Gov. Andrew Cuomo said he “would bet” on the Second Avenue subway’s first phase opening before the year’s end.
After visiting the still-under-construction 72nd Street station on Friday, the governor appeared confident in meeting the project’s Dec. 31 deadline during a Sunday radio appearance on “The Cats Roundtable” with John Catsimatidis.
“We have a few weeks, and if I had to bet, John, and it was even money, I would bet that we make it,” Cuomo said. “We still have a lot of work to do. It’s a complex project … we’re going to work every day between now and Dec. 31, I can tell you that, to make sure we hit the deadline.”
The nearly $4.5 billion first phase of construction will bring the opening of three new stations at 72nd, 86th and 96th streets. The megaproject has suffered critical construction delays, mostly focusing at the 72nd and 86th street stations. During a project update presented to the MTA board last month, it was reported that crews were still finishing the installation and testing of elevators and escalators at those stations.
Melissa DeRosa, the governor’s chief of staff, said in a statement Friday that Cuomo was “cautiously optimistic” about a December opening. The governor had been visiting the site “several times a week,” she said.
Sunday’s comments reflected a bit more hopeful Cuomo.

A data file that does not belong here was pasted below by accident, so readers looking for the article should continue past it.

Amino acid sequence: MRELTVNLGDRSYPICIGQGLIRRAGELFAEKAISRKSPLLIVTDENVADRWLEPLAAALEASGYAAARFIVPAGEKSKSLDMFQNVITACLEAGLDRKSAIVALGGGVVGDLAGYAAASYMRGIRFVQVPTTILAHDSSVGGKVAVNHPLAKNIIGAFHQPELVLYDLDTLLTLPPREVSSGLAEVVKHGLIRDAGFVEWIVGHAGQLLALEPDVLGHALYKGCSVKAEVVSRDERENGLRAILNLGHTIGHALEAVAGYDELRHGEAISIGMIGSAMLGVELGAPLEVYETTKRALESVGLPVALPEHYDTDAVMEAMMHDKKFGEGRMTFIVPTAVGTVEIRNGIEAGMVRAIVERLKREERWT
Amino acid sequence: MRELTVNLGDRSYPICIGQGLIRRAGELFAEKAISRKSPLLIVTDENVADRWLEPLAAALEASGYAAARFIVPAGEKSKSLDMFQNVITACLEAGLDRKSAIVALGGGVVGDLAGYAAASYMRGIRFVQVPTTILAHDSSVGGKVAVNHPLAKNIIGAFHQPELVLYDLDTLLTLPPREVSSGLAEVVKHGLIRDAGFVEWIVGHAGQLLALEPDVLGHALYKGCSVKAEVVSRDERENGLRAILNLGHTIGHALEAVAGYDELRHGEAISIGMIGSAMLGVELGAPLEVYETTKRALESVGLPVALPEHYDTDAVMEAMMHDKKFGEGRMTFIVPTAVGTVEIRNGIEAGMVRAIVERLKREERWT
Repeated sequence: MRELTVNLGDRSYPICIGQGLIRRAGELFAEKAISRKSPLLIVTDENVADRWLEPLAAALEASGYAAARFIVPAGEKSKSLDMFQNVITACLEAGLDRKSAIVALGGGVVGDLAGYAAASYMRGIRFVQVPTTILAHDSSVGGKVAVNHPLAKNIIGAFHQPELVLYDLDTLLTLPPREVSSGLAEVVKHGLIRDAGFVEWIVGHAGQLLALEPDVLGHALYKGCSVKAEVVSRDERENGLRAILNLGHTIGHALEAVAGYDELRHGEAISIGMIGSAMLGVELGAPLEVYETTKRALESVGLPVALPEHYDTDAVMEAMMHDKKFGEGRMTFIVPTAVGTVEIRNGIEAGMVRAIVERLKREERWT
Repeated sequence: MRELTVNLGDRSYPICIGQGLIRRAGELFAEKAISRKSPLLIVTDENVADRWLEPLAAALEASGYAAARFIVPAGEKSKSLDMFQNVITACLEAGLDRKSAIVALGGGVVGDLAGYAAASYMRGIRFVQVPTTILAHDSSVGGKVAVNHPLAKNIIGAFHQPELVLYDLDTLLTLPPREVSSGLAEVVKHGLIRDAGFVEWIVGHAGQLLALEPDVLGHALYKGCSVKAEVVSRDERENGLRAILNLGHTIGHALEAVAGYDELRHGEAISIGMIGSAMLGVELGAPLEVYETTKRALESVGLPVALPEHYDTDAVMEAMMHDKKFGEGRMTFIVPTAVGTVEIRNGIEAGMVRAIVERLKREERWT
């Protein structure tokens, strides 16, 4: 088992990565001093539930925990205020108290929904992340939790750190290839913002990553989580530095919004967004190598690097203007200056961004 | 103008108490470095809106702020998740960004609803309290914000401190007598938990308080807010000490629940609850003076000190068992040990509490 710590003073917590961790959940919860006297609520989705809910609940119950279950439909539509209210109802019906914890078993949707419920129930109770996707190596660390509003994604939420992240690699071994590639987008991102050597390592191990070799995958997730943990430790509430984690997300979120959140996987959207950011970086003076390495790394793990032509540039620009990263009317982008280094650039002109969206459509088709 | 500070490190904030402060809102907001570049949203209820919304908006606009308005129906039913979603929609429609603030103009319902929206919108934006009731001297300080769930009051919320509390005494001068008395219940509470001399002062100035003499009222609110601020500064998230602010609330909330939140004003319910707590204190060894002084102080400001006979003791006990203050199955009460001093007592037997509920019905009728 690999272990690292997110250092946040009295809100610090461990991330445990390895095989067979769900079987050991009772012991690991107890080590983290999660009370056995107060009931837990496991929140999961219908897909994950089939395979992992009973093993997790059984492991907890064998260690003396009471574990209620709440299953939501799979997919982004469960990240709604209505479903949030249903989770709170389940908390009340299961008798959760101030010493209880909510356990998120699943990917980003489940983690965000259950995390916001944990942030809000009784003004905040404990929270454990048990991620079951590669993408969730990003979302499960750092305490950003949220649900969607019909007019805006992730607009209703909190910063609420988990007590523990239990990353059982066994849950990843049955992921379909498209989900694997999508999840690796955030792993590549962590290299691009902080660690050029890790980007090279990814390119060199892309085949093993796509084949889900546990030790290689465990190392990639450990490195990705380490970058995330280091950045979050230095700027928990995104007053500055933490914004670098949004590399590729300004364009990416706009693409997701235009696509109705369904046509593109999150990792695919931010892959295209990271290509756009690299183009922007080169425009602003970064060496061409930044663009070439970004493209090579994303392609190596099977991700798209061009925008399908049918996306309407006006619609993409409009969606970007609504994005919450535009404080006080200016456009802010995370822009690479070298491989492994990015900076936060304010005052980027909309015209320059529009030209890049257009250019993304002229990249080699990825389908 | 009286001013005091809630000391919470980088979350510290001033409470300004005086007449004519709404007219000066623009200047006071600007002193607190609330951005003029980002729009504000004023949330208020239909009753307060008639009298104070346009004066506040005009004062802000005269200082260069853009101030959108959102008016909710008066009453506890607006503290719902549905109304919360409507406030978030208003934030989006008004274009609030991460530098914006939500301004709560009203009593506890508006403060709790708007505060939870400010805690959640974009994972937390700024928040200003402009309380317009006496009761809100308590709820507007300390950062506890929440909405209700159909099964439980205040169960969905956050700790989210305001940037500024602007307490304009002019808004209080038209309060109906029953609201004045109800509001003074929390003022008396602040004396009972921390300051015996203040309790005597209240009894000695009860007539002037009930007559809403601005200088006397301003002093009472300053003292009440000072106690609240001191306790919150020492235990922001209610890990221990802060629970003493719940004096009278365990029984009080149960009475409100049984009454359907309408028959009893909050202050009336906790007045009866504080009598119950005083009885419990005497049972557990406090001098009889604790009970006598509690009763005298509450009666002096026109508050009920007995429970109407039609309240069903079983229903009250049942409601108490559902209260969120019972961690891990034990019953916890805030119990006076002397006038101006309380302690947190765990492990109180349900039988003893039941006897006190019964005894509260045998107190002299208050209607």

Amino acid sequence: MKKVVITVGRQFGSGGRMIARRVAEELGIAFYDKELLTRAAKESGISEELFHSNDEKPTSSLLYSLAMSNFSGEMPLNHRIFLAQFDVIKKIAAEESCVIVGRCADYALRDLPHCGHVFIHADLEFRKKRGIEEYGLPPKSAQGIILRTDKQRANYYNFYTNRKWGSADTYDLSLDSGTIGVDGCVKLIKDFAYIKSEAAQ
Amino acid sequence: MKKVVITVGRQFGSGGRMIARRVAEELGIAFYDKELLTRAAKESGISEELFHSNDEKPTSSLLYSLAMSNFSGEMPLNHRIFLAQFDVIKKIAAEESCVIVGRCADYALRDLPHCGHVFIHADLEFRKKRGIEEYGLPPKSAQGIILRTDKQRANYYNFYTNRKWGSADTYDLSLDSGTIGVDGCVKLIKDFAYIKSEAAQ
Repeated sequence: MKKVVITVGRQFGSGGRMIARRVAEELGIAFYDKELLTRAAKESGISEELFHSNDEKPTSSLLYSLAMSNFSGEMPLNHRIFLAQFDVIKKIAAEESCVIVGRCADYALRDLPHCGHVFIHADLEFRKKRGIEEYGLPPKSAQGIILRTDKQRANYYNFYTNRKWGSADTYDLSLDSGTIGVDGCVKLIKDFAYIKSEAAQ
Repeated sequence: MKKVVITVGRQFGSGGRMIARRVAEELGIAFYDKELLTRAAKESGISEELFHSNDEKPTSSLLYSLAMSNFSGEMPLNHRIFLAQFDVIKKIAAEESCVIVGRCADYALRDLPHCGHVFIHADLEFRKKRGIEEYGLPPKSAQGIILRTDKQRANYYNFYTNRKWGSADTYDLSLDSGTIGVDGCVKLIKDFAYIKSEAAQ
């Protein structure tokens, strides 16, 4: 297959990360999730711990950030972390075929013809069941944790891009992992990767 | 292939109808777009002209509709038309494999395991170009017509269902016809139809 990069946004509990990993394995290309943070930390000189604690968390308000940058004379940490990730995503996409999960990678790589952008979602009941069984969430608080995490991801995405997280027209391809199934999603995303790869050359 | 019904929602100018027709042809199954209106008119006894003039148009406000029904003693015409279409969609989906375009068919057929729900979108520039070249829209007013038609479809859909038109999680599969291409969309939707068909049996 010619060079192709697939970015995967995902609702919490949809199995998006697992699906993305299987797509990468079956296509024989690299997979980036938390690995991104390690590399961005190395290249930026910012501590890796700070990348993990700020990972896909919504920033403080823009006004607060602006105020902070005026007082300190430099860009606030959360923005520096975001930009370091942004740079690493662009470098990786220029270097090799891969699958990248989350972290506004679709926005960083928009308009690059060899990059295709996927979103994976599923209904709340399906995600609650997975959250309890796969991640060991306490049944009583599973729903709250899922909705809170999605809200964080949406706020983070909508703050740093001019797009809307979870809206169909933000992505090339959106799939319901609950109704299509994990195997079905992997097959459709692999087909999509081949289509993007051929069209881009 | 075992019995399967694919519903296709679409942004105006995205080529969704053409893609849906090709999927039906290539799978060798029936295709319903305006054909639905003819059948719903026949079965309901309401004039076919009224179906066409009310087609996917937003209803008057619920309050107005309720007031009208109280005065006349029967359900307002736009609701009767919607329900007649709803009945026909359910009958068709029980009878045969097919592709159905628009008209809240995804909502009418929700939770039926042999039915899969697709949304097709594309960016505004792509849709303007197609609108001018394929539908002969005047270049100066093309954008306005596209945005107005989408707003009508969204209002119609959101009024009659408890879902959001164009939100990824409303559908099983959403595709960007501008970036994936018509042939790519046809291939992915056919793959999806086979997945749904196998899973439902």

The subway line has been talked about for nearly a century. Construction on the project had suffered fits and starts over past decades due to lack of funding. Cuomo said during the interview that the “the incompetence and the delays are one of the things that lead to the disgust of the people of this state and this country.”
When the stations do open, the Q train will continue north up Second Avenue, where it will serve approximately 200,000 daily riders. The MTA has said that the new stations would help reduce the overcrowding, and the related delays, along the nearby Lexington Avenue line.
“The Second Avenue subway was supposed to be done by the end of this year and there was a move early on,” Cuomo continued. “People thought we should probably move the deadline. And I said, ‘No, we’re going to stick to the deadline and we’re going to work like hell to make it,’ and that’s exactly what we’re doing.”
Cuomo followed his Sunday interview with a tour of the 86th Street station. His office said that crews are now working 24 hours a day, seven days a week, to deliver the project on time.
The MTA is expected to receive another project update during a committee meeting on Monday.